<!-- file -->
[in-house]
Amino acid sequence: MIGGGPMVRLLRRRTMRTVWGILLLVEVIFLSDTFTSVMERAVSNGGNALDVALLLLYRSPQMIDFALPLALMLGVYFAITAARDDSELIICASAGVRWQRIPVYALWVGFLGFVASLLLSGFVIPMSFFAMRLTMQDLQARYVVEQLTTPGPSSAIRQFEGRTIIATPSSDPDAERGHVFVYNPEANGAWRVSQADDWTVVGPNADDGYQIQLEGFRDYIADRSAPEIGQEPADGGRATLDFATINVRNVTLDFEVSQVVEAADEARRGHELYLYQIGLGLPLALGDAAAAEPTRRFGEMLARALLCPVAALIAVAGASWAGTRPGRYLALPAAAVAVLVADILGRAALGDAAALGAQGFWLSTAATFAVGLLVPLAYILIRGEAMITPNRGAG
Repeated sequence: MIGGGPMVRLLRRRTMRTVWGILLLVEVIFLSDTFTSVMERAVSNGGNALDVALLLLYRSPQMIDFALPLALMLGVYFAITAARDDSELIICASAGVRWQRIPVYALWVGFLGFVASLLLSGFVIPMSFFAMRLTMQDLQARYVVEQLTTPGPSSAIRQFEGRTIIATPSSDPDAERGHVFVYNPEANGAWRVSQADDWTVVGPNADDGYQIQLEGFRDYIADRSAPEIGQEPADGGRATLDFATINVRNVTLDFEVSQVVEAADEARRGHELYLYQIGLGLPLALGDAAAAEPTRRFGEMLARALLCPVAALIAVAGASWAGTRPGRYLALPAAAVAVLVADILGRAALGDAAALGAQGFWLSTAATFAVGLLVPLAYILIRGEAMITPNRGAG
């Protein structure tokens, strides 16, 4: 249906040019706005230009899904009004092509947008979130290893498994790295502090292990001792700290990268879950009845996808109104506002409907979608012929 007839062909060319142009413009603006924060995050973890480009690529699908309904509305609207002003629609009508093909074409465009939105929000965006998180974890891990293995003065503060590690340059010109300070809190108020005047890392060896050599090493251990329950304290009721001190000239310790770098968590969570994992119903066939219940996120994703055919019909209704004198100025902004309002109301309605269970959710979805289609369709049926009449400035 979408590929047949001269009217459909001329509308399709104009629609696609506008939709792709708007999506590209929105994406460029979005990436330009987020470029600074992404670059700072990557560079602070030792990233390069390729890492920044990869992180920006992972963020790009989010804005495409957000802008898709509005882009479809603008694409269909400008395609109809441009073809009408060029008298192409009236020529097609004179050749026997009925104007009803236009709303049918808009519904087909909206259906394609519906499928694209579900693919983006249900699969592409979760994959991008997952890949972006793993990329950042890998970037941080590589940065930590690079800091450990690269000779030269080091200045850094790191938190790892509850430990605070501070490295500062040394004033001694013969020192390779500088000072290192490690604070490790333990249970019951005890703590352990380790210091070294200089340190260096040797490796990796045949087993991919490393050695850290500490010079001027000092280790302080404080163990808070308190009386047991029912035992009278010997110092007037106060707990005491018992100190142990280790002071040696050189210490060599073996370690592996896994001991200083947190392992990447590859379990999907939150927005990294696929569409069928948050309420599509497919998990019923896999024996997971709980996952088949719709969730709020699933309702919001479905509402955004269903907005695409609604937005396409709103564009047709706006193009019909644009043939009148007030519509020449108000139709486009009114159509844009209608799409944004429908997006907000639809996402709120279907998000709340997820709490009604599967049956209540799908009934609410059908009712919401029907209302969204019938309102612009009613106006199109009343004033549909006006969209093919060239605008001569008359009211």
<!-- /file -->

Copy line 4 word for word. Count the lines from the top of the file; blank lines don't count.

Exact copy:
């Protein structure tokens, strides 16, 4: 249906040019706005230009899904009004092509947008979130290893498994790295502090292990001792700290990268879950009845996808109104506002409907979608012929 007839062909060319142009413009603006924060995050973890480009690529699908309904509305609207002003629609009508093909074409465009939105929000965006998180974890891990293995003065503060590690340059010109300070809190108020005047890392060896050599090493251990329950304290009721001190000239310790770098968590969570994992119903066939219940996120994703055919019909209704004198100025902004309002109301309605269970959710979805289609369709049926009449400035 979408590929047949001269009217459909001329509308399709104009629609696609506008939709792709708007999506590209929105994406460029979005990436330009987020470029600074992404670059700072990557560079602070030792990233390069390729890492920044990869992180920006992972963020790009989010804005495409957000802008898709509005882009479809603008694409269909400008395609109809441009073809009408060029008298192409009236020529097609004179050749026997009925104007009803236009709303049918808009519904087909909206259906394609519906499928694209579900693919983006249900699969592409979760994959991008997952890949972006793993990329950042890998970037941080590589940065930590690079800091450990690269000779030269080091200045850094790191938190790892509850430990605070501070490295500062040394004033001694013969020192390779500088000072290192490690604070490790333990249970019951005890703590352990380790210091070294200089340190260096040797490796990796045949087993991919490393050695850290500490010079001027000092280790302080404080163990808070308190009386047991029912035992009278010997110092007037106060707990005491018992100190142990280790002071040696050189210490060599073996370690592996896994001991200083947190392992990447590859379990999907939150927005990294696929569409069928948050309420599509497919998990019923896999024996997971709980996952088949719709969730709020699933309702919001479905509402955004269903907005695409609604937005396409709103564009047709706006193009019909644009043939009148007030519509020449108000139709486009009114159509844009209608799409944004429908997006907000639809996402709120279907998000709340997820709490009604599967049956209540799908009934609410059908009712919401029907209302969204019938309102612009009613106006199109009343004033549909006006969209093919060239605008001569008359009211």